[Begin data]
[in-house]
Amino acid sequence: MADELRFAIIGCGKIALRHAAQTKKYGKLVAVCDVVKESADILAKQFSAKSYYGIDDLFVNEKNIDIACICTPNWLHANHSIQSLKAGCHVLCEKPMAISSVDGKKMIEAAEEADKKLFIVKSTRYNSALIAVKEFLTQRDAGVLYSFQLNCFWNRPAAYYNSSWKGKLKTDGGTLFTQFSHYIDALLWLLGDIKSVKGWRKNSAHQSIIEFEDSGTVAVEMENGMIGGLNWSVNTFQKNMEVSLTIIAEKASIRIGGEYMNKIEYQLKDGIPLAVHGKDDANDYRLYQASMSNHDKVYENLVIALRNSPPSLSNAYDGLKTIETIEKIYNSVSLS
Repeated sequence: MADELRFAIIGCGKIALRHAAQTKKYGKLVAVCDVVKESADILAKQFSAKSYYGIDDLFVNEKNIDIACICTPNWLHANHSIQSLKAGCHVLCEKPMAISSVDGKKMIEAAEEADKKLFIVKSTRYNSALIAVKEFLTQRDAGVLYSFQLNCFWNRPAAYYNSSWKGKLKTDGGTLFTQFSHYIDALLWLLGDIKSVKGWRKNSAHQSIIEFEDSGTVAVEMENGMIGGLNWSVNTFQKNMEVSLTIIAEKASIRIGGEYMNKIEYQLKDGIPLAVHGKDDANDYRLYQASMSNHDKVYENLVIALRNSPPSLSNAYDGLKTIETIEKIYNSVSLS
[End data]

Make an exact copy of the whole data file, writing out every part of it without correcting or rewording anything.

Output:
[in-house]
Amino acid sequence: MADELRFAIIGCGKIALRHAAQTKKYGKLVAVCDVVKESADILAKQFSAKSYYGIDDLFVNEKNIDIACICTPNWLHANHSIQSLKAGCHVLCEKPMAISSVDGKKMIEAAEEADKKLFIVKSTRYNSALIAVKEFLTQRDAGVLYSFQLNCFWNRPAAYYNSSWKGKLKTDGGTLFTQFSHYIDALLWLLGDIKSVKGWRKNSAHQSIIEFEDSGTVAVEMENGMIGGLNWSVNTFQKNMEVSLTIIAEKASIRIGGEYMNKIEYQLKDGIPLAVHGKDDANDYRLYQASMSNHDKVYENLVIALRNSPPSLSNAYDGLKTIETIEKIYNSVSLS
Repeated sequence: MADELRFAIIGCGKIALRHAAQTKKYGKLVAVCDVVKESADILAKQFSAKSYYGIDDLFVNEKNIDIACICTPNWLHANHSIQSLKAGCHVLCEKPMAISSVDGKKMIEAAEEADKKLFIVKSTRYNSALIAVKEFLTQRDAGVLYSFQLNCFWNRPAAYYNSSWKGKLKTDGGTLFTQFSHYIDALLWLLGDIKSVKGWRKNSAHQSIIEFEDSGTVAVEMENGMIGGLNWSVNTFQKNMEVSLTIIAEKASIRIGGEYMNKIEYQLKDGIPLAVHGKDDANDYRLYQASMSNHDKVYENLVIALRNSPPSLSNAYDGLKTIETIEKIYNSVSLS